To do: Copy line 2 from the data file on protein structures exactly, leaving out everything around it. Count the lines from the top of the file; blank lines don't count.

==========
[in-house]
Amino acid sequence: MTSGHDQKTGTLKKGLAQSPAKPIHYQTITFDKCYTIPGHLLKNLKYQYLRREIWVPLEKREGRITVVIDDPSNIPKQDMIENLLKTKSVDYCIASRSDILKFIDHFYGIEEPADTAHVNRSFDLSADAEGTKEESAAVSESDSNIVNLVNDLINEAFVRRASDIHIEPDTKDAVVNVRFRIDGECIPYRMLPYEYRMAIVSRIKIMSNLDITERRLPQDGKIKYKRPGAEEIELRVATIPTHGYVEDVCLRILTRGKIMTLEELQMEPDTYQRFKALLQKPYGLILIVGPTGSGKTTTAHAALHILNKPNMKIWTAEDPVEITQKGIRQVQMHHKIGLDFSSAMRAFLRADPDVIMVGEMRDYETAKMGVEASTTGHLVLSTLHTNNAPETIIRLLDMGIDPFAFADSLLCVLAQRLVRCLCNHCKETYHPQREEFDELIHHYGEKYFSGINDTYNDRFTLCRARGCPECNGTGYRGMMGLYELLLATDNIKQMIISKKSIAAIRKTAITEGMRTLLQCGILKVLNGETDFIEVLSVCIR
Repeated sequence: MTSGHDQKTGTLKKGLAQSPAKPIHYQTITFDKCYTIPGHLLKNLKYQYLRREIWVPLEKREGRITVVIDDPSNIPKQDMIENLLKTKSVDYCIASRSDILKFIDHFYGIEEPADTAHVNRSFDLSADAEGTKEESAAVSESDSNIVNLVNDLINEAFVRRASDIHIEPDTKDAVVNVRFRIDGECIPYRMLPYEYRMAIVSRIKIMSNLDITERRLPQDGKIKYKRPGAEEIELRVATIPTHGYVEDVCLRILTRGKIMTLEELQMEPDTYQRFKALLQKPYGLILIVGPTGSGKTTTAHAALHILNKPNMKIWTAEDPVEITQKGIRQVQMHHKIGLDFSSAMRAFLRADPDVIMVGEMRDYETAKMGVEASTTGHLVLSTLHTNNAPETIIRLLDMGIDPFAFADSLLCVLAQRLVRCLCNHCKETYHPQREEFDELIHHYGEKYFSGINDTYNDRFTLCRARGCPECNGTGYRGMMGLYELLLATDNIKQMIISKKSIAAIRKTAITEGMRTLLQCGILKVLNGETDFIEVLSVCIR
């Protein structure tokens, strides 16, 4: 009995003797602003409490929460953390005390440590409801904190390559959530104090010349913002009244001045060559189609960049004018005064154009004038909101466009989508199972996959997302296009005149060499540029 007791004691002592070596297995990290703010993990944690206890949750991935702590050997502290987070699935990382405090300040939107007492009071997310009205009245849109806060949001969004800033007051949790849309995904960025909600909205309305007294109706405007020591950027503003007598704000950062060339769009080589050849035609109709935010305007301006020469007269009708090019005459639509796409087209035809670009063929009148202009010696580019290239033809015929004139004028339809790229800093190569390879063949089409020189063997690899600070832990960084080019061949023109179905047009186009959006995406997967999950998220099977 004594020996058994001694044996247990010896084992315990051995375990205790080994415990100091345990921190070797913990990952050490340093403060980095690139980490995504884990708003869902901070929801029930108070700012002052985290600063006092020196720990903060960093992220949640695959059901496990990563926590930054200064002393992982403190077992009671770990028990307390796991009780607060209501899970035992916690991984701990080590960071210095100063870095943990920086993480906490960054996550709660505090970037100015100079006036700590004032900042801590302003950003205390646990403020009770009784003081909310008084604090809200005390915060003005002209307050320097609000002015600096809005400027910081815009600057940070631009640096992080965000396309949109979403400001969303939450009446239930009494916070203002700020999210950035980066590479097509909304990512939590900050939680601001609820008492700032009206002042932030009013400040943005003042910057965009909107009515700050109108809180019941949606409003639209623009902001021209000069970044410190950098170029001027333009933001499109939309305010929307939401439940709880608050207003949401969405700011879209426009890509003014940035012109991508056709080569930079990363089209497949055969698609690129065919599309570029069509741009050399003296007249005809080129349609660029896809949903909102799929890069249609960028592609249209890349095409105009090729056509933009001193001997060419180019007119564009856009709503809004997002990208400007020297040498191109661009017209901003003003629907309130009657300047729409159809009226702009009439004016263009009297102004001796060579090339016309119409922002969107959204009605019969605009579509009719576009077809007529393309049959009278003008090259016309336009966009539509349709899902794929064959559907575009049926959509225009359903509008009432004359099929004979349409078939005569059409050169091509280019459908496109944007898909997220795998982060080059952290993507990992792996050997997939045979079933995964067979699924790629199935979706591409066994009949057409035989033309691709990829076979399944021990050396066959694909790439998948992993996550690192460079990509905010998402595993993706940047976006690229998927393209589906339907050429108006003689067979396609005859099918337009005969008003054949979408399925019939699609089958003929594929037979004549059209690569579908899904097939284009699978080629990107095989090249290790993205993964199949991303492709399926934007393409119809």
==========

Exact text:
Amino acid sequence: MTSGHDQKTGTLKKGLAQSPAKPIHYQTITFDKCYTIPGHLLKNLKYQYLRREIWVPLEKREGRITVVIDDPSNIPKQDMIENLLKTKSVDYCIASRSDILKFIDHFYGIEEPADTAHVNRSFDLSADAEGTKEESAAVSESDSNIVNLVNDLINEAFVRRASDIHIEPDTKDAVVNVRFRIDGECIPYRMLPYEYRMAIVSRIKIMSNLDITERRLPQDGKIKYKRPGAEEIELRVATIPTHGYVEDVCLRILTRGKIMTLEELQMEPDTYQRFKALLQKPYGLILIVGPTGSGKTTTAHAALHILNKPNMKIWTAEDPVEITQKGIRQVQMHHKIGLDFSSAMRAFLRADPDVIMVGEMRDYETAKMGVEASTTGHLVLSTLHTNNAPETIIRLLDMGIDPFAFADSLLCVLAQRLVRCLCNHCKETYHPQREEFDELIHHYGEKYFSGINDTYNDRFTLCRARGCPECNGTGYRGMMGLYELLLATDNIKQMIISKKSIAAIRKTAITEGMRTLLQCGILKVLNGETDFIEVLSVCIR